Movie Review: Observe and Report

Despite not really liking Foot Fist Way, I took a chance on Jody Hill's follow-up, the dark comedy Observe and Report.

Both of his films follow the same general pattern: an unlikable protagonist blusters his way through the entire movie without ever becoming truly sympathetic. This contrasts with a traditional comedy plot that would show the main character evolving and ultimately transcending his faults by the end of the movie.

Of course, great movies aren't made from traditional plots. Another movie with a similarly irredeemable protagonist is Taxi Driver. In fact, Observe and Taxi Driver are very similar structurally. They both feature an unstable man with delusions of grandeur; an awkward romance that ends badly; increasingly erratic behavior culminating in surprising violence; and an equally surprising return to apparent normalcy at the end of the film. It's that last bit that makes the movies feel so much alike -- all the crimes of the climaxes are washed away in the dénouements.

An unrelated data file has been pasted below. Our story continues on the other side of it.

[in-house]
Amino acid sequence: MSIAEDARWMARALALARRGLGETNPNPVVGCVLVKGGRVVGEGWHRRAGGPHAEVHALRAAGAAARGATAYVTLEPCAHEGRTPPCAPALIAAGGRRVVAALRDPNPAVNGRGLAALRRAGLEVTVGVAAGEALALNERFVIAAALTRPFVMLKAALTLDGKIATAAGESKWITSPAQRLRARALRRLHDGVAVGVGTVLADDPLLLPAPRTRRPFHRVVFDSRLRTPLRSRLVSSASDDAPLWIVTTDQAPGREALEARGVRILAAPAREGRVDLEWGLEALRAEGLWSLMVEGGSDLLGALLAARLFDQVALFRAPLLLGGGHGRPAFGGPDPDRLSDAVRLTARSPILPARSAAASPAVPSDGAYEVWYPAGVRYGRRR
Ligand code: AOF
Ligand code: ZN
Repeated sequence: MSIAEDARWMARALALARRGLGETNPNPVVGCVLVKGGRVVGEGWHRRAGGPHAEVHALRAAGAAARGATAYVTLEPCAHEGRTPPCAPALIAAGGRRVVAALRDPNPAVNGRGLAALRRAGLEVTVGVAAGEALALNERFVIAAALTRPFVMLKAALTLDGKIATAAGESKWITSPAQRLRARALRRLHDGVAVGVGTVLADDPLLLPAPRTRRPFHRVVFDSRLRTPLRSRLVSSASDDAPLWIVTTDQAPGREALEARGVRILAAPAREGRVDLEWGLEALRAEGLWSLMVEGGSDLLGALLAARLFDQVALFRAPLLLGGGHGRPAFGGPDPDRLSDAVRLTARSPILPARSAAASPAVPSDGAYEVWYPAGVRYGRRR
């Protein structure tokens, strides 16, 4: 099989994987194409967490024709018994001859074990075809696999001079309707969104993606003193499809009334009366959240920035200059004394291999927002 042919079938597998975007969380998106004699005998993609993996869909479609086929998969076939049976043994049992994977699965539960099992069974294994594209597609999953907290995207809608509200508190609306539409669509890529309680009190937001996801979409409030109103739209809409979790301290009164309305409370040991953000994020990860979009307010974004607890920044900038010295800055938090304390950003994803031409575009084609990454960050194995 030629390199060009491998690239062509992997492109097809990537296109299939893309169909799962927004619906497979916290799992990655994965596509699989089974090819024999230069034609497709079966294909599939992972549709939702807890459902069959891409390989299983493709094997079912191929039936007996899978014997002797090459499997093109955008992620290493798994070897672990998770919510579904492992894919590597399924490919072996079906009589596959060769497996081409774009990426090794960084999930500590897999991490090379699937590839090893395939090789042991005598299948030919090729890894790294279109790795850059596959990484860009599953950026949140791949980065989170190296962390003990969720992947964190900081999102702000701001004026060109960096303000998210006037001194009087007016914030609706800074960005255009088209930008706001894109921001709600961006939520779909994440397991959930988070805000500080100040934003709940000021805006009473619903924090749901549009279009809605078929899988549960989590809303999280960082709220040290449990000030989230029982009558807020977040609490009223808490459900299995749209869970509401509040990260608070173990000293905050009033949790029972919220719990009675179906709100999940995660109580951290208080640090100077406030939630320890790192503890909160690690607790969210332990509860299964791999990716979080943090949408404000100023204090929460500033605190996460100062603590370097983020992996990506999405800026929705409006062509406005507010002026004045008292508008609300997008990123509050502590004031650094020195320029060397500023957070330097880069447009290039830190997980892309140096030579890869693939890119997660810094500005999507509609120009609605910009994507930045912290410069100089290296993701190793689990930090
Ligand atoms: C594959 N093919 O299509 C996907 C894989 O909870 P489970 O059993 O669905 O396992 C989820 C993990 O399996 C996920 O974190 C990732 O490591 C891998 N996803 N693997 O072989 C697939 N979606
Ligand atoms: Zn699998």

But two things distinguish Taxi Driver. First, when Bickle finishes his shooting spree, he collapses on a couch and tries to kill himself -- this moment of vulnerability confirms for the audience that he's insane. Second, the closing scenes of the movie give us hints that Bickle will explode again. (Some believe the finale of the movie is so deliberately absurd that it must be a fantasy sequence, but Scorsese has confirmed that it was intended to be real.)

We're given so such hints in Observe. Ronnie is clearly psychotic by the end of the movie, but the movie never acknowledges his psychosis. He shoots a harmless man, denies him medical care, and triumphantly drags him to the police station; and the movie ends with Ronnie returning to his old job.

It's good to defy genre conventions, and I admire Hill for not taking the easy route. But it doesn't work. We never get any room to breathe because the movie never strays from Ronnie's point of view. We get relatively few cues to reassure us that the mall cop really is crazy; instead, we get a lot of sociopathic behavior and almost no commentary from the film about whether the behavior is good or bad. (The same was true in Foot Fist Way.) It becomes claustrophobic after a while -- we're trapped inside the main character's delusion. All of this is effective as a tool for making us share the protagonist's megalomania (in the same way that Memento's inverted structure made us feel like amnesiacs); but it doesn't make the movie very enjoyable.

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